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What’s The Difference Between TCG and CCG?

tcg vs ccg

There are a lot of common terms that are thrown about when it comes to card games, but a lot of them aren’t really explained. For example, what exactly is the difference between a TCG and a CCG? Are they two entirely separate beasts, or are they something that can be reconciled easily enough?

For those unfamiliar, TCG stands for ‘Trading Card Game’ and CCG stands for ‘Collectible Card Game’. There’s actually no difference between the two, with the two terms just being separate ways to refer to the act of collecting cards.

There are however more than just these two terms, and sometimes it can vary from game to game based upon whatever you’re playing at the time. 

There’s also LCG, which stands for Living Card Games, but that’s an exclusive thing to Fantasy Flight Games and refers to a fixed distribution method that doesn’t require you to open up a series of packs to collect the cards that you want. 

When it comes to games like Yu-Gi-Oh though, there’s also a third option known as the OCG. The OCG is an entirely separate format from the TCG, with its own ban list and selection of cards that you can use to play with. OCG stands for ‘Official Card Game’ while TCG stands for ‘Trading Card Game’.

The OCG is the original version of Yu-Gi-Oh, being played in Japan, China, Korea, and countries close to those areas. The TCG is a version of that game played everywhere else in the world but at a delay.

You see, the TCG gets cards later than the OCG, with booster boxes releasing on a delayed schedule which means that the entire meta has a delay to it.

Sometimes cards are released in the OCG that aren’t released in the TCG for years, and sometimes it happens the other way around like with the Burning Abyss series of cards. 

Since the entire meta is different too, this means that the ban list is just an entirely different beast. Cards that are seen as too powerful in one region are seen as being fair and balanced in another, and this changes which decks are the most powerful.

The OCG also has much wider access to powerful cards like Lightning Storm since the TCG often replaces these cards in structure decks with another less powerful card.

Glossary Of Terms

  • Aggro: A deck created specifically to do as much damage as possible to your opponent
  • Archetype: A deck that has common theming and the ability to be combined
  • Beatdown: A deck that continuously attacks your opponent with the aim of doing as much damage as it possibly can
  • Bomb: A card that changes the landscape of the game, and sometimes completely changes the outcome of the game
  • Bouncing: Bouncing usually refers to the act of returning a card already on the playing field to the hand of the owner
  • Brick: A useless card that you would rather have in your deck for resources than in your hand
  • Card Advantage: Card Advantage refers to a player having more available resources than another player, such as more cards in hand or more cards on the field of play.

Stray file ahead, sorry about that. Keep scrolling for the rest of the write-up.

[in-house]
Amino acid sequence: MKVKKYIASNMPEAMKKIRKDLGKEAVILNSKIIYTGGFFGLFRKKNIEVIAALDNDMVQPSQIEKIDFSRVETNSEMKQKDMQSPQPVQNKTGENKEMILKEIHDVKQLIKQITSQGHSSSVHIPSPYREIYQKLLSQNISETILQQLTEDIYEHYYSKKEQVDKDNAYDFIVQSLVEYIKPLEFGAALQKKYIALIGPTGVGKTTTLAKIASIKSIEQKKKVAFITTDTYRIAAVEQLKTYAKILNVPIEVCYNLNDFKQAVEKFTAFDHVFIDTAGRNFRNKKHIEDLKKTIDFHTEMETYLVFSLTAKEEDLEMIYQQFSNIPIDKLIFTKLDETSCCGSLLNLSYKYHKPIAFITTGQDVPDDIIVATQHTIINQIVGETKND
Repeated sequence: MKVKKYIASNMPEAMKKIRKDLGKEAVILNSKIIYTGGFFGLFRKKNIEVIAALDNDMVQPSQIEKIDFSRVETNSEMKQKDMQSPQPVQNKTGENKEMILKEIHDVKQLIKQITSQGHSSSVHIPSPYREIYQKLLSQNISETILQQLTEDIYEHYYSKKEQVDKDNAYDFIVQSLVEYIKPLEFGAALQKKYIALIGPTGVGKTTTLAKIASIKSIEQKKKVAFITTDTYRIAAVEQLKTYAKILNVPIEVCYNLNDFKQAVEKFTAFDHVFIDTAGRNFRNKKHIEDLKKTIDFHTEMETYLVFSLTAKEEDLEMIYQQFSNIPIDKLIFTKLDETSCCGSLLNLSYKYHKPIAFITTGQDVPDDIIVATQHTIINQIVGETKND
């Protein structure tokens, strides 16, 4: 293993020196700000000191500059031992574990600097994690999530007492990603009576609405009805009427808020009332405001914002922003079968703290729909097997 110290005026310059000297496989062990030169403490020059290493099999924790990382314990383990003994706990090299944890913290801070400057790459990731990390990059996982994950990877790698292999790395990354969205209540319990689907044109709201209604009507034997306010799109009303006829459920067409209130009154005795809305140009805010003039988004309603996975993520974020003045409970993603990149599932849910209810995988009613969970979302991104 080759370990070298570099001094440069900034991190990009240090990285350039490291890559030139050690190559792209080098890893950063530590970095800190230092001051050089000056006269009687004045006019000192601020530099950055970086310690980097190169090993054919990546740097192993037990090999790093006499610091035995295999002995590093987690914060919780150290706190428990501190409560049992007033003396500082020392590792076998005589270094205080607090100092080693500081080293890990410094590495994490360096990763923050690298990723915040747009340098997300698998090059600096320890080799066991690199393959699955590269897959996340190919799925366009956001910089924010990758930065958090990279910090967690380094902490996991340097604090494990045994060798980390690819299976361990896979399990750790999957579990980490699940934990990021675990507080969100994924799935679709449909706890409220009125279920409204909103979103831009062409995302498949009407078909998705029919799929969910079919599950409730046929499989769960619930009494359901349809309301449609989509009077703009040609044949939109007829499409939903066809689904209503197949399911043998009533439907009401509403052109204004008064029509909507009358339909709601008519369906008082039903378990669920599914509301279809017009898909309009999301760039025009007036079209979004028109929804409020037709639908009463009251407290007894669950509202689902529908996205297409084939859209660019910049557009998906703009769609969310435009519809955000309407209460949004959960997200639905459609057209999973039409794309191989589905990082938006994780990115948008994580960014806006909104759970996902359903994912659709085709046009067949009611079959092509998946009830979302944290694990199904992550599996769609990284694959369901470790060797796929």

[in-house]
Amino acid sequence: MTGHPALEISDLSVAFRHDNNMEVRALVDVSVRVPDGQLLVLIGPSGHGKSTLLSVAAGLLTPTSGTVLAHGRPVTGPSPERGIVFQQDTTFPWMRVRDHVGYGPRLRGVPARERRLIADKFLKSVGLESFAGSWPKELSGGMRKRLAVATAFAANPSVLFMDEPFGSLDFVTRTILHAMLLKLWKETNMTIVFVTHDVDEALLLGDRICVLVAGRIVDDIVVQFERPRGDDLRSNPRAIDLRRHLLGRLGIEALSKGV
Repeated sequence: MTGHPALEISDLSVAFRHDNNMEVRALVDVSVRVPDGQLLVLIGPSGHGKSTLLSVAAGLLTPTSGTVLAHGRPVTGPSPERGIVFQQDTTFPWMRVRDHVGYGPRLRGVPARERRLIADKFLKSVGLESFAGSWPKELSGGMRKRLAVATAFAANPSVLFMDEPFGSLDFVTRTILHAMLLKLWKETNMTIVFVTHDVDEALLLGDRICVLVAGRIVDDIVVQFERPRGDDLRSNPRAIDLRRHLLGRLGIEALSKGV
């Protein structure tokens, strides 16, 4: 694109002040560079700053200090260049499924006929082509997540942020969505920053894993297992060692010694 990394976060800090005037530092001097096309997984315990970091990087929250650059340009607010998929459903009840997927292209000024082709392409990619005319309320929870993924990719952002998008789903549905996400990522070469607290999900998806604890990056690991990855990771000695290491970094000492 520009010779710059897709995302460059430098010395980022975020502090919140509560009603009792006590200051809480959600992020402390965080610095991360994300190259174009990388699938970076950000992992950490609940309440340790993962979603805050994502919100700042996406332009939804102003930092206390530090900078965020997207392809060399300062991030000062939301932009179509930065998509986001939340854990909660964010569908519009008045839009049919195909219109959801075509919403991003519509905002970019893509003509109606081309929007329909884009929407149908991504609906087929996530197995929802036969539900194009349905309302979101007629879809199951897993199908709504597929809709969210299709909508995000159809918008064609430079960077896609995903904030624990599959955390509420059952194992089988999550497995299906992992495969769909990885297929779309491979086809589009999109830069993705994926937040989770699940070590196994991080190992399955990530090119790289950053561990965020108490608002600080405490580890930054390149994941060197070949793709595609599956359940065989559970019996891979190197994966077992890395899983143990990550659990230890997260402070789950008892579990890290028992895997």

• Chain: A chain is a series of effects that have to resolve.
  • CCG: Collectible Card Game
  • Cheat: To cheat out a card refers to getting a card out without the usual means.
  • Combo: A combo refers to a number of cards that work well together, sometimes referred to as ‘Synergy’.
  • Constructed: A format in which you make your own deck
  • Control Deck: A control deck is a deck that uses floodgates, and that aims to prevent your opponent from doing anything that you don’t want them to do.
  • Draft: A format in which you open packs and build a deck only out of the cards that you get out of those packs
  • Engine: A reusable effect that usually helps to facilitate a combo or a synergy.
  • Floodgate: A card that prevents your opponent from playing cards. The effectiveness and nature of a floodgate can vary by the game.
  • In Response: A card that reacts to the activation of another card and usually results in a chain.
  • LGS: Local Game Store
  • Limited: Limited formats are formats such as Draft and Sealed.
  • Main Deck: The deck that you’ve put together to play with. The exact opposite to a side deck.
  • Meta Game: The construction of the current competitive scene. This means that you know what the most powerful cards are in the current scene.
  • Mill: The act of sending a card from your deck to your graveyard or discard pile.
  • Mulligan: Discarding and redrawing cards.
  • Netdeck: To find a deck online and copy it
  • Nuke: To wipe the entire field
  • Phase: The current state of play. Some games have multiple phases, some don’t, but it’s usually used to denote what exactly you can do.
  • Play-Set: A set of the same card, usually the maximum amount allowed in the card game.
  • Resources: Whatever you use to play your cards. In games like Yu-Gi-Oh, this would be anything on the field or in your hand.
  • Rogue Deck: A deck that isn’t particularly meta-defining, but that is able to counter a specific strategy.
  • Side Deck: Siding is the act of swapping out cards in your deck between matches.
  • Slow Play: Taking too long to play out your turn.
  • Staples: Cards that you’ll see in almost any deck due to their power level.
  • Tier 1: The decks that dominate the competitive scene of a card game.
  • Top Deck: Drawing a card that can get you out of a difficult situation
  • Utility: Cards that have value in multiple different situations.
  • Vanilla: A card with no rules or effects.
  • OCG: Official Card Game
  • TCG: Trading Card Game

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